I recall crying on our return from the coast
At a dismal scene
Of soot shrouded trains
On tortured railway lines.

But I also feel nostalgia
For those heady days
Of childhood innocence.
Wearing a cardboard box as a space suit,
And running around
During a “New Year’s Revolution”.
Happy Days.

Paul Butters

This maybe explains a lot.
Adrian Avery May 14

A true mother is always there for me
A true mother loves me unconditionally
A true mother holds my hand in the rain
A true mother can soothe my pain.

But I grew up bent and crooked
I knew from a young age
That my dad and I were different
Our family's not the same.

So where were you when I needed
A hug, a smile, a cake?
You let me go as a toddler
But what a difference did it make!

You can't trick me into forgetting you
I recognised you again
When I saw you nine years later
It's like you stepped out of my head.

Your face was still the same
Sure, your hair was different.
And I know I'm not to blame
For you deciding to be distant.

But if you'd been here earlier
When I needed your reassurance
Maybe I wouldn't be surlier
Towards those with mother's affections.

I grew up bent and crooked
I knew from a young age
That my dad and I were different
Our family's not the same.

So where were you when I needed
A hug, a smile, a cake?
You let me go as a toddler
But what a difference did it make!

What else can I do on Mother's Day
Except cry or remember you?
Do other parents split for comfort?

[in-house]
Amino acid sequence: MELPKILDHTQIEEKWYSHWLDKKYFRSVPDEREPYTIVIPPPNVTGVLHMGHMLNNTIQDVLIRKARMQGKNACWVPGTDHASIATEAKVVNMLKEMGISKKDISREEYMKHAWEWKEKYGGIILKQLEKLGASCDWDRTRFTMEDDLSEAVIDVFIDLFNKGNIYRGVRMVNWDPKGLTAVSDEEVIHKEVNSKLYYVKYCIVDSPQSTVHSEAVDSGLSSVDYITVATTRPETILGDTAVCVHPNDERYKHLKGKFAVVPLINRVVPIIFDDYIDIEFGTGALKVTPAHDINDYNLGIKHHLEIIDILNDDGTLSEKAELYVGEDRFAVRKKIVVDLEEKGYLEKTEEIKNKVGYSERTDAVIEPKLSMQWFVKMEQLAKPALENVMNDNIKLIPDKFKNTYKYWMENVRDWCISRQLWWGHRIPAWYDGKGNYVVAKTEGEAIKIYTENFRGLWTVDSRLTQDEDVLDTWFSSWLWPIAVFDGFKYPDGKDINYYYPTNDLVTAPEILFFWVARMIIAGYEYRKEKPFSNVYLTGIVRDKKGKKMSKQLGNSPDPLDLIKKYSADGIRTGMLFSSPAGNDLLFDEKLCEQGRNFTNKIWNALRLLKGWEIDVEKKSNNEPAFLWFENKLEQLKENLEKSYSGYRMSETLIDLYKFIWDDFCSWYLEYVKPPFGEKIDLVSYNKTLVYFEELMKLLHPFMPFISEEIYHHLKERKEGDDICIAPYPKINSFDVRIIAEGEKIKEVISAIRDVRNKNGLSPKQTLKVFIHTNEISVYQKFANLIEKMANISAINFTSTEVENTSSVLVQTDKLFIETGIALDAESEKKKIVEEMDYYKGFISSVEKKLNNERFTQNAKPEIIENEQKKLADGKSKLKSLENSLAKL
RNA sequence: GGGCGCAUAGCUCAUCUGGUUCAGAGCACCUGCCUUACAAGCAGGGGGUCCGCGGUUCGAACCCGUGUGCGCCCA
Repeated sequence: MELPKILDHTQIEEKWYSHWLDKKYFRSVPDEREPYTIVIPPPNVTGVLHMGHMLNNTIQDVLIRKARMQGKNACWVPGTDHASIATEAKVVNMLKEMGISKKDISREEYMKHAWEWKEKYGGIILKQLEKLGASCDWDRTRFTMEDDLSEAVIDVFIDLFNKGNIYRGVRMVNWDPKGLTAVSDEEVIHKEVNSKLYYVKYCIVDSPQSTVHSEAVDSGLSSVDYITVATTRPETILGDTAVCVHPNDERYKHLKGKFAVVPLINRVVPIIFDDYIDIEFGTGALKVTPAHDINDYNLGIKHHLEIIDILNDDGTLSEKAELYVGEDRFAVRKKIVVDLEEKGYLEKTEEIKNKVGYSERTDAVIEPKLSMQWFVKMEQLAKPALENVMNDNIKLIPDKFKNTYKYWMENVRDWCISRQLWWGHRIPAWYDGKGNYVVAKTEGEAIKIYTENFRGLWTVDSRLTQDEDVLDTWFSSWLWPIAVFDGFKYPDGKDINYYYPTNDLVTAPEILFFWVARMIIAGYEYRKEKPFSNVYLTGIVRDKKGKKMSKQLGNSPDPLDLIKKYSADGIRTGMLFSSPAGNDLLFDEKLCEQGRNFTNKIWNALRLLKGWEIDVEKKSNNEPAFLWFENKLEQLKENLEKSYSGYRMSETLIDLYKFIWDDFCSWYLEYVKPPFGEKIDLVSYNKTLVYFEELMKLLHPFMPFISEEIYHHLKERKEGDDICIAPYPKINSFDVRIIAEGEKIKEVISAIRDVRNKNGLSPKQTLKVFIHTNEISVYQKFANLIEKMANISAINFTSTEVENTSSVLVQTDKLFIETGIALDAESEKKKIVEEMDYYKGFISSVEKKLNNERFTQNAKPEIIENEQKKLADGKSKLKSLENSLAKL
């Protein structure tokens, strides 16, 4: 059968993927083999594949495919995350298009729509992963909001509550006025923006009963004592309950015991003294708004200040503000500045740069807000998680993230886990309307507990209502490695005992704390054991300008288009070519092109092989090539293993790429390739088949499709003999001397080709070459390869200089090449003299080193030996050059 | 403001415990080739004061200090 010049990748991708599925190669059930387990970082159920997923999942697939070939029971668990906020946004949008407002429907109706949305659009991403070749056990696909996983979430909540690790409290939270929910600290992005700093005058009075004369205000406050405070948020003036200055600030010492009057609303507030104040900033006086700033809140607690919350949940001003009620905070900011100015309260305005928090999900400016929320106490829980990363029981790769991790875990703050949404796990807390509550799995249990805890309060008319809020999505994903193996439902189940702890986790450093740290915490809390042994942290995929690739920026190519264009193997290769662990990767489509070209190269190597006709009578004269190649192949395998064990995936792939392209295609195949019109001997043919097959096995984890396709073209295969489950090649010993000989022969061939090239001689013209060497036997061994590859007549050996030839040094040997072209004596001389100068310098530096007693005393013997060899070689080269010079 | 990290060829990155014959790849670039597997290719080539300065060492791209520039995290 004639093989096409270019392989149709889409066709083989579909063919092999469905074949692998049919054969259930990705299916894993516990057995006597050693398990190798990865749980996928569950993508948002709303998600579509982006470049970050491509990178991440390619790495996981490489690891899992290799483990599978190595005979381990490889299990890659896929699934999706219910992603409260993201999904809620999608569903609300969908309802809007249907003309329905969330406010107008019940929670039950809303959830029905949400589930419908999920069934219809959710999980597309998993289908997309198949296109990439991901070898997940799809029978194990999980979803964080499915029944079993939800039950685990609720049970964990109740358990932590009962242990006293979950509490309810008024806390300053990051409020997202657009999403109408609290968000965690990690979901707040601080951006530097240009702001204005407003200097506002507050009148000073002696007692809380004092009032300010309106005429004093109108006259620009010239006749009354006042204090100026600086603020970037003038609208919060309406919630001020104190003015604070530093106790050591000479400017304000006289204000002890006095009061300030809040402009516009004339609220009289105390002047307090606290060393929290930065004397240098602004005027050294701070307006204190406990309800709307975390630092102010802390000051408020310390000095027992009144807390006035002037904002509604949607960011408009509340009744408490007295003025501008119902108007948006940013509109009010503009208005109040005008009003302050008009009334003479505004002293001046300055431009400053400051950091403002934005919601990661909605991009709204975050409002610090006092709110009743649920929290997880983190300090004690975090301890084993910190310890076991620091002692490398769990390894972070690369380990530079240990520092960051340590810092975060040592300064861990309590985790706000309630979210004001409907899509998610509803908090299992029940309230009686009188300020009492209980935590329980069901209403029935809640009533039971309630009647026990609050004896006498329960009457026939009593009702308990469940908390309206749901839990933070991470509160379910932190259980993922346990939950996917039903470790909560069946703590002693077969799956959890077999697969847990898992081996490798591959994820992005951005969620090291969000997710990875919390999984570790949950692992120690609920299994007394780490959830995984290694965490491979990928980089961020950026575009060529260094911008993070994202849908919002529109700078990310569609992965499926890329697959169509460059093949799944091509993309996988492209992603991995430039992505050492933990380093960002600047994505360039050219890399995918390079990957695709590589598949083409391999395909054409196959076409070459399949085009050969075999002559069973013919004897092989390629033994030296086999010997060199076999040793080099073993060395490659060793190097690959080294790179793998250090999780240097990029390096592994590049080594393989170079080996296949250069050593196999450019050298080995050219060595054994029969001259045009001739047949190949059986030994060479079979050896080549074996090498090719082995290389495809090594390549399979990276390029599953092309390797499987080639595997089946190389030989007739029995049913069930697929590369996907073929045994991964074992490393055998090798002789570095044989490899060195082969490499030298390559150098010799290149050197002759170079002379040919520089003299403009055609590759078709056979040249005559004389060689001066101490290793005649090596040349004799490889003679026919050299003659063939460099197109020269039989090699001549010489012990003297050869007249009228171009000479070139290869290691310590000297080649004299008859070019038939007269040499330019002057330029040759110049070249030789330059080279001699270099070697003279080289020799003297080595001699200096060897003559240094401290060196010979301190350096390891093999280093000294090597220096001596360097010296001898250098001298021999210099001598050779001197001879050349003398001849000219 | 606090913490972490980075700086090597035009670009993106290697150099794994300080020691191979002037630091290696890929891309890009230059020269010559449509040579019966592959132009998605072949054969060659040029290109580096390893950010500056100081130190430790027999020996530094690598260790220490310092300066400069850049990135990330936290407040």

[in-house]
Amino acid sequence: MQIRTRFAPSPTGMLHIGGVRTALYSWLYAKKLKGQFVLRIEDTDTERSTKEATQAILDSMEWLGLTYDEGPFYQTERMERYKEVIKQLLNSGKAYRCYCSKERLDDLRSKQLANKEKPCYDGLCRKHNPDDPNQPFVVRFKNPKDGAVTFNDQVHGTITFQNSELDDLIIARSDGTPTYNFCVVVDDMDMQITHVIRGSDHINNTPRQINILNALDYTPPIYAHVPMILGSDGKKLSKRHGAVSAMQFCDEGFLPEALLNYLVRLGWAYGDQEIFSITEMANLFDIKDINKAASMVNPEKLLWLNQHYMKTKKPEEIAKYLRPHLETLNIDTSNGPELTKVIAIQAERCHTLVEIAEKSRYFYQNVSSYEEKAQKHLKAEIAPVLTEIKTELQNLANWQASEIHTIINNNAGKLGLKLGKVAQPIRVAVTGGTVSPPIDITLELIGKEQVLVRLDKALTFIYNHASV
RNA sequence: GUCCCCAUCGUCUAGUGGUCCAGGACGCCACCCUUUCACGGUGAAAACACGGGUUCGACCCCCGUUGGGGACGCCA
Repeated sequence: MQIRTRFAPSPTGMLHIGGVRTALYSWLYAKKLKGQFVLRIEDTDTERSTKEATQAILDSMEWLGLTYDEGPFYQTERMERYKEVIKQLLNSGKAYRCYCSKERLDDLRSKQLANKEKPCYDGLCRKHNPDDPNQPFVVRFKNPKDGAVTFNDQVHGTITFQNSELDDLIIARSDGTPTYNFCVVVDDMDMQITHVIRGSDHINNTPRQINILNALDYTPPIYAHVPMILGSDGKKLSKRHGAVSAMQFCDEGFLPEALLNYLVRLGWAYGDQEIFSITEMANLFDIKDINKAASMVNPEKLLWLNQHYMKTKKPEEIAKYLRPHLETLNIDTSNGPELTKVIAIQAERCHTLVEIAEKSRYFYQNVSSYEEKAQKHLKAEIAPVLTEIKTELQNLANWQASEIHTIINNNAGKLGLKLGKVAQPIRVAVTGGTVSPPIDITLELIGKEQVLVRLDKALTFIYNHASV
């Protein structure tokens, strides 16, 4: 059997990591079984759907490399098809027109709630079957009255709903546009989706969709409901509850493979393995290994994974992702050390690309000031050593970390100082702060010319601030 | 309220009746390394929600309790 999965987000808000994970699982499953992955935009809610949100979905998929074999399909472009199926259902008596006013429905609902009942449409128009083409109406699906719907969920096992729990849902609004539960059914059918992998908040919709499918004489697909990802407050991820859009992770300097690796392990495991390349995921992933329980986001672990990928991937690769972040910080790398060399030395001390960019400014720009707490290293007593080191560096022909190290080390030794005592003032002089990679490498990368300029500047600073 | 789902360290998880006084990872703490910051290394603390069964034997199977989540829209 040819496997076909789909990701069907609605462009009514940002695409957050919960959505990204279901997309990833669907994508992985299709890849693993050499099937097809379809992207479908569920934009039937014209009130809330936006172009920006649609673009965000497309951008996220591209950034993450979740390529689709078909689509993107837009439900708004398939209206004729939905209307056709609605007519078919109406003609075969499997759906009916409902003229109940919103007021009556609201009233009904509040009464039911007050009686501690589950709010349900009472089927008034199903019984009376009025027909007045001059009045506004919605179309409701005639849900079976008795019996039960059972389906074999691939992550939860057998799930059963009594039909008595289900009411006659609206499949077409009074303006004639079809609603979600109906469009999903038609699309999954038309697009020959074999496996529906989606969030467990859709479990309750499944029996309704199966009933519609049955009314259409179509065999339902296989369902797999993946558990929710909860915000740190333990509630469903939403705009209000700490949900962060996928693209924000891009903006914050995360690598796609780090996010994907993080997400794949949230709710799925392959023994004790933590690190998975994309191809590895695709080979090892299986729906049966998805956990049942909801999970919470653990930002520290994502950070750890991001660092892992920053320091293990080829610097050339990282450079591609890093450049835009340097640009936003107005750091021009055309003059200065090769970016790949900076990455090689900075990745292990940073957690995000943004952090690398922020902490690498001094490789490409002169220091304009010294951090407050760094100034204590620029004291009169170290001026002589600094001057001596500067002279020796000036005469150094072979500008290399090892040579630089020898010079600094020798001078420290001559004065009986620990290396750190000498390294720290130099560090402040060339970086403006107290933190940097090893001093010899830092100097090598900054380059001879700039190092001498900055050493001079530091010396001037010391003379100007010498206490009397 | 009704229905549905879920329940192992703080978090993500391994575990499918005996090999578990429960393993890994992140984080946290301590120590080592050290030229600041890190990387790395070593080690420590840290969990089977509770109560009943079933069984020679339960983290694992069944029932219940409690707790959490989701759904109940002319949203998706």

Do they really think things through?

I don't know what to think
When others say I'm fortunate.
I grew up with poor self-esteem
And no one to correct it.

One parent may understand something
Much better, or more accurately.
My mum can understand my body
My dad understands my personality.

I grew up bent and crooked
I knew from a young age
That my dad and I were different
Our family's not the same.

So where were you when I needed
A hug, a smile, a cake?
You let me go as a toddler
But what a difference did it make!

So my true mother is my dad
He tried to be like a mother.
And I realise because he cared for me
His gender doesn't matter.

A true mother is always there for me
A true mother loves me unconditionally
A true mother holds my hand in the rain
A true mother can soothe my pain.

Today I'll give dad a hug
And say 'thanks for caring what I think.'
I won't bullshit a 'happy Mother's Day'
Or give him anything pink.

I won't pretend he's someone he isn't
He's fairly respectful of me.
I'm not a perfect daughter
And never was a girl, you see.

And before you blame who I am
On the lack of a mother
Did you choose to be one child
Or have a sister, or a brother?

I don't know what to think
When others say I'm fortunate.
I grew up with poor self-esteem
And no one to correct it.

At least I learned for other parents
Don't leave kids when they're young.
They'll learn before 5, that when someone's gone
There's nothing that can be done.

This poem is very self explanatory and personal. I realised it's Mother's Day today and decided I needed to vent on why Mother's Day isn't easy for me and others who grew up without a mother. There's pros and cons to every family but I sure as hell didn't choose the cons!